You read it here FIRST, d@##it!
Earlier this year, I made a rather bold forecast regarding the scandal of clerical sexual abuse, one which I had already been sharing with others for several years. It was completely ignored by the entire Catholic blogosphere.
I predict that in the coming decade, bishops will no longer limit themselves to turning on their priests, but will begin to turn on one another.
I was quite shocked, to be perfectly honest, that no one else would even link to this news. But here is what has happened since.
Those of you who followed events related to the recent Pontifical Mass at the National Shrine here in DC, are aware that His Eminence Cardinal Darío Castrillón Hoyos was originally slated to be the celebrant. Then a letter was disclosed to the press from 2001, wherein Cardinal Castrillón commended a French bishop for refusing to turn a priest over to authorities, who had been engaging in impure behavior with children. The outcry from both victims advocates and the press was sufficient, that in the space of less than one week, a decision was made for another prelate to come in his place. (Father Zuhlsdorf at WDTPRS has already reported extensively on this story.)
Now, John Allen of the National Catholic Reporter (the only journalist in that rag worthy of the job title) has discovered an unsettling trend.
Over the last two weeks, the rush among church leaders to distance themselves from Castrillón has turned into a mini-stampede.
First up was the Vatican itself. In a rare case of "rapid response," the official Vatican spokesperson, Jesuit Fr. Federico Lombardi, had a statement out to reporters almost immediately after stories broke in France.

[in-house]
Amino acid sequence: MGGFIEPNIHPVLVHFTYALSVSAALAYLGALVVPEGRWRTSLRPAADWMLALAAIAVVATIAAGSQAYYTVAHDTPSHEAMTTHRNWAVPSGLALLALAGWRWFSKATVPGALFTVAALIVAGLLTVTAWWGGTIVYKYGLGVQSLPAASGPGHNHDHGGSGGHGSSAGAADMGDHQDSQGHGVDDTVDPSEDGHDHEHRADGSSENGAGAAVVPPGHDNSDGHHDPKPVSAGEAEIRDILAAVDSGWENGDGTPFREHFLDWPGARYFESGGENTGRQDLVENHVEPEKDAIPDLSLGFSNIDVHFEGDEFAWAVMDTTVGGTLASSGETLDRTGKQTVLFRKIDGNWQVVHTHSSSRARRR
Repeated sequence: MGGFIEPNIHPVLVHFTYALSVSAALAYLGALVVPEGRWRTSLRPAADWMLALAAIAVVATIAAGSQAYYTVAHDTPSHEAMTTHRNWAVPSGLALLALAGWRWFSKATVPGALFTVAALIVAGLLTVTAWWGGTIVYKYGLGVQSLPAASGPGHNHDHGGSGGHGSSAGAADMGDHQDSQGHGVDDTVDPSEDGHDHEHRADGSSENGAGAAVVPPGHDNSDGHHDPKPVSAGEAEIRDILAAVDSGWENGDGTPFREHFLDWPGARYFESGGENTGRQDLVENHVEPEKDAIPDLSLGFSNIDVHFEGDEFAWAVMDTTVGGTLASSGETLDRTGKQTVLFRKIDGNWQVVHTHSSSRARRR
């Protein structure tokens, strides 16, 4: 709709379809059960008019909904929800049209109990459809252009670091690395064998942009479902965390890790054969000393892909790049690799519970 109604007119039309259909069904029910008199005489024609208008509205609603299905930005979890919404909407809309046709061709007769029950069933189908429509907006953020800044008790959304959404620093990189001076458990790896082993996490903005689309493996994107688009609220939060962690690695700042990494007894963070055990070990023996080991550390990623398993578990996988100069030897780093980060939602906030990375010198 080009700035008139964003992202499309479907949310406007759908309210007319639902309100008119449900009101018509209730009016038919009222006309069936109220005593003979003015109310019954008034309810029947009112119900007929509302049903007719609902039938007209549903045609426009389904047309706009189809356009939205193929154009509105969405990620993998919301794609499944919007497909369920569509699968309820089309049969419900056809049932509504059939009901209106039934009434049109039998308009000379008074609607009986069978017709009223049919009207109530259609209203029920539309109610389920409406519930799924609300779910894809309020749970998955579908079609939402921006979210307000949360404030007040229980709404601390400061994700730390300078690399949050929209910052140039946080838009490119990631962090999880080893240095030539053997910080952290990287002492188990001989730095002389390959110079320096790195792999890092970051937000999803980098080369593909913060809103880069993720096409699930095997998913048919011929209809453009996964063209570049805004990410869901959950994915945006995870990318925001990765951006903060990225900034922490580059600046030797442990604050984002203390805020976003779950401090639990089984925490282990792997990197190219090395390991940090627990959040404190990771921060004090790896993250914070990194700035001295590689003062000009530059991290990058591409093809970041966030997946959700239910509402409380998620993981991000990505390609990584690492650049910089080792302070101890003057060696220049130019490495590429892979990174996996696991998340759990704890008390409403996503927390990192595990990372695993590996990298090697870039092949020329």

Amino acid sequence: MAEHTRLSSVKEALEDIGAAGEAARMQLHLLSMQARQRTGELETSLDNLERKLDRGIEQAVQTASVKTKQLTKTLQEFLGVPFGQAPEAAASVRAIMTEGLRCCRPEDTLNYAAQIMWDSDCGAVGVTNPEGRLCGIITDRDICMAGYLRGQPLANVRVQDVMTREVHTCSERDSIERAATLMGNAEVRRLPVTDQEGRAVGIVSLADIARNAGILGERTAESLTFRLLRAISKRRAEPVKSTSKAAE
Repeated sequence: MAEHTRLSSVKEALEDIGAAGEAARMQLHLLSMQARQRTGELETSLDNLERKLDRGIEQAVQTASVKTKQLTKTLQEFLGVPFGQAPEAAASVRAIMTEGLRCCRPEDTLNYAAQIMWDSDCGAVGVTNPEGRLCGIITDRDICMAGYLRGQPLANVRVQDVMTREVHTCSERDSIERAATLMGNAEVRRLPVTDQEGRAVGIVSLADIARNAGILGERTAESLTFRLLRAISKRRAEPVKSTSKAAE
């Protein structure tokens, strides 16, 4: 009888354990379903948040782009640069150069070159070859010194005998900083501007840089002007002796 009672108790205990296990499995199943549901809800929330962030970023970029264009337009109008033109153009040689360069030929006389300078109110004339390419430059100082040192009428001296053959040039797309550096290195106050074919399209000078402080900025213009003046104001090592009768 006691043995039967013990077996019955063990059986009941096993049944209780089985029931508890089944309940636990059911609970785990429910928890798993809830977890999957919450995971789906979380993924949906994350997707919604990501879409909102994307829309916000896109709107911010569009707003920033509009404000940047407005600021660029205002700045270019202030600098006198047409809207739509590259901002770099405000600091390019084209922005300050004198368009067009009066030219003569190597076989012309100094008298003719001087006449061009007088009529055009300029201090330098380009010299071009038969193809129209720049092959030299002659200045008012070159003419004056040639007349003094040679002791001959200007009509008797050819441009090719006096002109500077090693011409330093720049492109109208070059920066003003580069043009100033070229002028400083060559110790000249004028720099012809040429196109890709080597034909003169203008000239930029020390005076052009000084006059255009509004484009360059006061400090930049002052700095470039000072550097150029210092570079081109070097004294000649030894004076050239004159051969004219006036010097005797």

The letter, Lombardi’s statement said, offers "another confirmation of how timely was the unification of the treatment of cases of sexual abuse of minors on the part of members of the clergy under the competence of the Congregation for the Doctrine of the Faith." ...
After Castrillón’s appearance in Washington became a bone of controversy, Archbishop Donald Wuerl likewise put space between himself and the Colombian cardinal. Through a spokesperson, Wuerl let it be known that he would not attend Saturday’s Mass due to a scheduling conflict. There was no statement of support for Castrillón, no complaint about unfair media coverage ...
It may not be happening quite as I had predicted, but it is happening.
This is not my occasion to assess the Cardinal's judgment in the matter, nor do I approve of anything less than that clerics engaging in pederasty must be removed from ministry and brought to justice. There is also the broader context of such decisions to consider, as is explained beautifully in the Allen piece. Yet I find it troubling that, as little old ladies who have been teaching catechism for their entire adult lives, must now be fingerprinted as if they were common criminals, many of our shepherds continue to blame everyone but themselves.
Even at the expense of one of their own.